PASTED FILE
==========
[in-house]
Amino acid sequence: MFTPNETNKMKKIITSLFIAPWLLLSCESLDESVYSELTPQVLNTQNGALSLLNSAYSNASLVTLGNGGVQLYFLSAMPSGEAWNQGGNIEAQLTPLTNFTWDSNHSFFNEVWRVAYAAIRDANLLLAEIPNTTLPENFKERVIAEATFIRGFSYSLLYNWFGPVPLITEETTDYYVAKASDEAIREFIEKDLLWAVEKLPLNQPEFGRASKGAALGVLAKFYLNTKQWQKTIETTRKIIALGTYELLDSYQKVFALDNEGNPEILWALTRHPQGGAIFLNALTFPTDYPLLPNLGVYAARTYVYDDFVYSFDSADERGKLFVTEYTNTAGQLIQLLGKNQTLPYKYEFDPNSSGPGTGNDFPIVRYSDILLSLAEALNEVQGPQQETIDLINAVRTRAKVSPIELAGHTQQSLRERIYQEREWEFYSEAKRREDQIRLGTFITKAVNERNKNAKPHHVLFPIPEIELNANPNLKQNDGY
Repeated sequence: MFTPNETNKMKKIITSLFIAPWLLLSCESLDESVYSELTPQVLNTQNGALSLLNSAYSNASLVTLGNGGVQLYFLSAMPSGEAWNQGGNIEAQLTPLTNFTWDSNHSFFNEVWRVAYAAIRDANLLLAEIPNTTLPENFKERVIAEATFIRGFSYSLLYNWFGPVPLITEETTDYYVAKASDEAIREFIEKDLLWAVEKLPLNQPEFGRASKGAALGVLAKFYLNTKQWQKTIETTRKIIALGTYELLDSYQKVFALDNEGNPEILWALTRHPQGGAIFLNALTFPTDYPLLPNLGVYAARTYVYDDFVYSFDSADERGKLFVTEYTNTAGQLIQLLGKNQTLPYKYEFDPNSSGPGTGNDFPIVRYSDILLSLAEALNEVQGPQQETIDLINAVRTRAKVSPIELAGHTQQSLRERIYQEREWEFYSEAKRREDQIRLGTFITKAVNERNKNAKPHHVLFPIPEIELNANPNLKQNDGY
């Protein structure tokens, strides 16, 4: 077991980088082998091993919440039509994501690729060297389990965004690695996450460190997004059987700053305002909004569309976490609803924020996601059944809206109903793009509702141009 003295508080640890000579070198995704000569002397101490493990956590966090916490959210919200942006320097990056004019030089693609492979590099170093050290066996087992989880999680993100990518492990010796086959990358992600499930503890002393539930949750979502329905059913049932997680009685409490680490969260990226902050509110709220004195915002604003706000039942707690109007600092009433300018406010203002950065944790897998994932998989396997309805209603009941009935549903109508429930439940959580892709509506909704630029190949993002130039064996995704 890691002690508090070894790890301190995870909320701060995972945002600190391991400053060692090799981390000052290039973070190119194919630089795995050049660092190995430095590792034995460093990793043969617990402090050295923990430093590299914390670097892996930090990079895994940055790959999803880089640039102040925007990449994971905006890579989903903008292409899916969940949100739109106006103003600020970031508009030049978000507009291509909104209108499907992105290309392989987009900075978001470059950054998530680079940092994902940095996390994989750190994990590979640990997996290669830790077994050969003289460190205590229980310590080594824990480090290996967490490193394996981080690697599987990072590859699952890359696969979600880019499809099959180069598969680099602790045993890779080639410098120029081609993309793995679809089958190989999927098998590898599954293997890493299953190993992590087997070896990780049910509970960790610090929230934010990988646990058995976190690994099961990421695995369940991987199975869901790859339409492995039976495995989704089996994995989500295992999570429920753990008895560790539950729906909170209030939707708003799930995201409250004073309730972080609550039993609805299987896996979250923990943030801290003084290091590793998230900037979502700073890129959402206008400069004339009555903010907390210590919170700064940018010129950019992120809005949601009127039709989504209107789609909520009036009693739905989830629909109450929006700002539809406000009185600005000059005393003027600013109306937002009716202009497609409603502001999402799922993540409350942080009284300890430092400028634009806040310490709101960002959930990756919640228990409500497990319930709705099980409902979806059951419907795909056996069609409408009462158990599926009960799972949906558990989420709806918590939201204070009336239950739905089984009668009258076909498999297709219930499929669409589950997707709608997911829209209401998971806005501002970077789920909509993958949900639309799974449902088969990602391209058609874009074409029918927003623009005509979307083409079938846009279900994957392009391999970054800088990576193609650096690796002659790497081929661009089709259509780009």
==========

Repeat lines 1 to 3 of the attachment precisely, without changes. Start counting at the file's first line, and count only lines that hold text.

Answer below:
[in-house]
Amino acid sequence: MFTPNETNKMKKIITSLFIAPWLLLSCESLDESVYSELTPQVLNTQNGALSLLNSAYSNASLVTLGNGGVQLYFLSAMPSGEAWNQGGNIEAQLTPLTNFTWDSNHSFFNEVWRVAYAAIRDANLLLAEIPNTTLPENFKERVIAEATFIRGFSYSLLYNWFGPVPLITEETTDYYVAKASDEAIREFIEKDLLWAVEKLPLNQPEFGRASKGAALGVLAKFYLNTKQWQKTIETTRKIIALGTYELLDSYQKVFALDNEGNPEILWALTRHPQGGAIFLNALTFPTDYPLLPNLGVYAARTYVYDDFVYSFDSADERGKLFVTEYTNTAGQLIQLLGKNQTLPYKYEFDPNSSGPGTGNDFPIVRYSDILLSLAEALNEVQGPQQETIDLINAVRTRAKVSPIELAGHTQQSLRERIYQEREWEFYSEAKRREDQIRLGTFITKAVNERNKNAKPHHVLFPIPEIELNANPNLKQNDGY
Repeated sequence: MFTPNETNKMKKIITSLFIAPWLLLSCESLDESVYSELTPQVLNTQNGALSLLNSAYSNASLVTLGNGGVQLYFLSAMPSGEAWNQGGNIEAQLTPLTNFTWDSNHSFFNEVWRVAYAAIRDANLLLAEIPNTTLPENFKERVIAEATFIRGFSYSLLYNWFGPVPLITEETTDYYVAKASDEAIREFIEKDLLWAVEKLPLNQPEFGRASKGAALGVLAKFYLNTKQWQKTIETTRKIIALGTYELLDSYQKVFALDNEGNPEILWALTRHPQGGAIFLNALTFPTDYPLLPNLGVYAARTYVYDDFVYSFDSADERGKLFVTEYTNTAGQLIQLLGKNQTLPYKYEFDPNSSGPGTGNDFPIVRYSDILLSLAEALNEVQGPQQETIDLINAVRTRAKVSPIELAGHTQQSLRERIYQEREWEFYSEAKRREDQIRLGTFITKAVNERNKNAKPHHVLFPIPEIELNANPNLKQNDGY